When she entered nursing there was no way Emma Carrick could have foreseen the workload she’d handle as the clinical nurse educator for pediatrics at Victoria General Hospital.
Carrick, a Metchosin resident, has been at the hospital in View Royal since 1999, and has been a registered nurse caring for sick children since she started practising in Scotland in 1982. It’s four days a week, two nights, two days, at 12 hours a shift.
Though people are often unaware, VGH has B.C.’s only pediatric intensive care unit outside of the B.C. Children’s Hospital in Vancouver, and it bears a heavy load with five beds, three pediatric intensivists and about 100 nurses in total.
“Nurses just go, and they go, and they go, and they go… I refer to us as the energizer bunny,” she said.
Looking forward to tomorrows Canadian National Nursing Data Standards meeting. Nurses working together to create meaningful and actionable priorities in Informatics. .@CNIA_CA @canadanurses #YESThisIsNursing pic.twitter.com/iwSpf6htHf
— Lori Block (@lori_block1) May 3, 2018
They have to, because a lot has changed. The children in care at VGH’s pediatric ward (and all patients, for that matter) are sicker than ever. The technologies have advanced and so has the culture of care, said Carrick, ahead of National Nursing Week, May 7 to 13.
“We just keep going because we care about our patients, we will always care, we do it for the patients and their families.”
Eighty per cent of Carrick’s title as educator is to keep the staff in VGH’s pediatric ward updated on the latest technologies, the likes of which change fast.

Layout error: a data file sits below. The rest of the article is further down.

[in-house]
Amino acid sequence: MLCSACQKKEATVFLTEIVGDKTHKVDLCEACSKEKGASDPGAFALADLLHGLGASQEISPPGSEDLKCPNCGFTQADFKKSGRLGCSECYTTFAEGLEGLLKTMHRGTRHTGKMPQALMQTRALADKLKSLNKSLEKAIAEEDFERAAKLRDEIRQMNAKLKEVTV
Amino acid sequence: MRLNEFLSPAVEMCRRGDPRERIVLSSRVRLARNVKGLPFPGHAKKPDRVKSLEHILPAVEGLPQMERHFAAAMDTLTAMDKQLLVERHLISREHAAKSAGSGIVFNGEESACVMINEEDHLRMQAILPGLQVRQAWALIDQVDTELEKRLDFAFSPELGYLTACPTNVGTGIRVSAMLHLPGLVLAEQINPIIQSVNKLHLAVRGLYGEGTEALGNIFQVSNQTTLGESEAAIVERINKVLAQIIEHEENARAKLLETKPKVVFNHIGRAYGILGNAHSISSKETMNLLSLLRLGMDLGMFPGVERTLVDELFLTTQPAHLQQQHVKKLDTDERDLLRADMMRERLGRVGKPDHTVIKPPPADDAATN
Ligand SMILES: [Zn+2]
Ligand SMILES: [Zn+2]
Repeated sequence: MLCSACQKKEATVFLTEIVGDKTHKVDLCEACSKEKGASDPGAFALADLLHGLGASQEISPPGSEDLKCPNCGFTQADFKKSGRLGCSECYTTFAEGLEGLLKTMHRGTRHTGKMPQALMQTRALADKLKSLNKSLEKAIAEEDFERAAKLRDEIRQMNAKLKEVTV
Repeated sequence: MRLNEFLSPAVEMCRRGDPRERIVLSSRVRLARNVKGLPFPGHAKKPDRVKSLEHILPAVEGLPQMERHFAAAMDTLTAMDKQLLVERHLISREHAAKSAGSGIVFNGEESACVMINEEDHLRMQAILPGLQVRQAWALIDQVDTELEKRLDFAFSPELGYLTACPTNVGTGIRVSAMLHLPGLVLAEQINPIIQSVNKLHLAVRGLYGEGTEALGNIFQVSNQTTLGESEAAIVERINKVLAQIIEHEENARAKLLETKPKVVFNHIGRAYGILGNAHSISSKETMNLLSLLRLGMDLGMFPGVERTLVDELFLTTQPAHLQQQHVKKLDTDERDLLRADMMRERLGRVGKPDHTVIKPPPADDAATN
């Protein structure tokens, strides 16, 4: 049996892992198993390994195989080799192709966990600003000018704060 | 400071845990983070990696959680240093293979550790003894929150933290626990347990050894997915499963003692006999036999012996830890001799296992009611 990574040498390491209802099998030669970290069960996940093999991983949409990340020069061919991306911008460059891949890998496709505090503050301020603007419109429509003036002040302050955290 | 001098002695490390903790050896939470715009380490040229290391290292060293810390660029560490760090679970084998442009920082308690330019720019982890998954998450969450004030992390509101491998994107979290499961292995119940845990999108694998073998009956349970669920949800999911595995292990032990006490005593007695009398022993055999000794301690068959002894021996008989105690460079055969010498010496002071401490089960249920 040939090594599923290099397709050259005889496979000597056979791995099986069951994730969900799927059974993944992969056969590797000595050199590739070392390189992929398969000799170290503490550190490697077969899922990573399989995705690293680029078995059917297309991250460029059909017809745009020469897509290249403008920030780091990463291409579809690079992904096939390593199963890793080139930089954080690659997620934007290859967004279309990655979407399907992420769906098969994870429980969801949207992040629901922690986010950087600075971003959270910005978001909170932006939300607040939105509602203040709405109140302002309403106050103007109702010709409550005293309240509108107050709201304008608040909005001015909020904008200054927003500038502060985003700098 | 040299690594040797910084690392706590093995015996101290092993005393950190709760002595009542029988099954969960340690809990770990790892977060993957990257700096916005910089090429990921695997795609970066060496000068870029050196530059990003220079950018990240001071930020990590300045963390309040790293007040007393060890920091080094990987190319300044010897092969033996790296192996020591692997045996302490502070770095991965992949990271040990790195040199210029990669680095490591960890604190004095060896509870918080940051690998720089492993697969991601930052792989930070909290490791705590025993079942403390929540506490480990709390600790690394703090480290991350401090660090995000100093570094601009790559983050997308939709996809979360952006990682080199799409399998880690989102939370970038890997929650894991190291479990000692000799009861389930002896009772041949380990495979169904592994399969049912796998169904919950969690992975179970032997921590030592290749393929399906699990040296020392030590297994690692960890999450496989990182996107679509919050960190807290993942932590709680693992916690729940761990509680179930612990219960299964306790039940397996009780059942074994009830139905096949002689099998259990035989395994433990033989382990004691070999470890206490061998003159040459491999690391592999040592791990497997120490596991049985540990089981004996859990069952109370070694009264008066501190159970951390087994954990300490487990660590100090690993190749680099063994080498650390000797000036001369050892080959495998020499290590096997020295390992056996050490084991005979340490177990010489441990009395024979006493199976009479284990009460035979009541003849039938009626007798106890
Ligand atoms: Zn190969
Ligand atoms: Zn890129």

“No one taught me to use a computer when I trained and now everything is about technology,” Carrick said. “You don’t just run IV, it has pumps run by a computer, everything is measured, and everything you put on to a patient is now associated to a piece of technology.”
There are benefits, she said. The intravenous pumps are automated, nurses no longer count drip rates but do have to program the machine. Medications all-around are delivered more safely through drug libraries and pumps, and other monitoring devices such as breathing machines (ventilators).
Even charting is moving to a electronic model as are simple devices such as beds, scales, breast milk warmers and phototherapy measurement devices.
But it’s not just electronic or software technologies that are advancing in pediatric care, it’s the culture of care, which is a technology in itself.
Family-centred care in Canada has come leaps and bounds in the last two decades. Jeneece Place, which runs at nearly full capacity year-round to keep parents and siblings on the grounds at VGH, is a testament to that.
“It means families are here and they are part of the process,” Carrick said. “The doors are open to them 24-7, they are partners in care, they are part of the team and the decision making.”
The children too, are part of the decision making, if they’re able to be, Carrick said. Not only that, family’s are present for certain procedures, including resuscitations.
“When the physicians and nurses make the rounds the family input is part of that, their opinion is respected and valued, and we invite feedback on how we’re doing,” she said.